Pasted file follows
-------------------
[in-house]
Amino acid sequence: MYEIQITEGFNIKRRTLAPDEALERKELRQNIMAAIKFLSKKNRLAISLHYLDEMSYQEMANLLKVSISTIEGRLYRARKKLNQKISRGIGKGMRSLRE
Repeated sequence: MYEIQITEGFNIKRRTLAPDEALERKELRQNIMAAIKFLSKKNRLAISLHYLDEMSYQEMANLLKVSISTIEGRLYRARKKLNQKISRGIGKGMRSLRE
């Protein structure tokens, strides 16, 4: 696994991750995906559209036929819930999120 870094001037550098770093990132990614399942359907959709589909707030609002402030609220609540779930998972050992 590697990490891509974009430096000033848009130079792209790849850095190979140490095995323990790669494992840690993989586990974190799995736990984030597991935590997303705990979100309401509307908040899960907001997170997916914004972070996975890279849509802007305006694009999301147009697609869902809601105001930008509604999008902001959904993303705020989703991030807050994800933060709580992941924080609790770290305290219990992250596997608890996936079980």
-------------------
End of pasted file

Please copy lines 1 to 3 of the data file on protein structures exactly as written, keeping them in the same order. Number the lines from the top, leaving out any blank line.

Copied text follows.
[in-house]
Amino acid sequence: MYEIQITEGFNIKRRTLAPDEALERKELRQNIMAAIKFLSKKNRLAISLHYLDEMSYQEMANLLKVSISTIEGRLYRARKKLNQKISRGIGKGMRSLRE
Repeated sequence: MYEIQITEGFNIKRRTLAPDEALERKELRQNIMAAIKFLSKKNRLAISLHYLDEMSYQEMANLLKVSISTIEGRLYRARKKLNQKISRGIGKGMRSLRE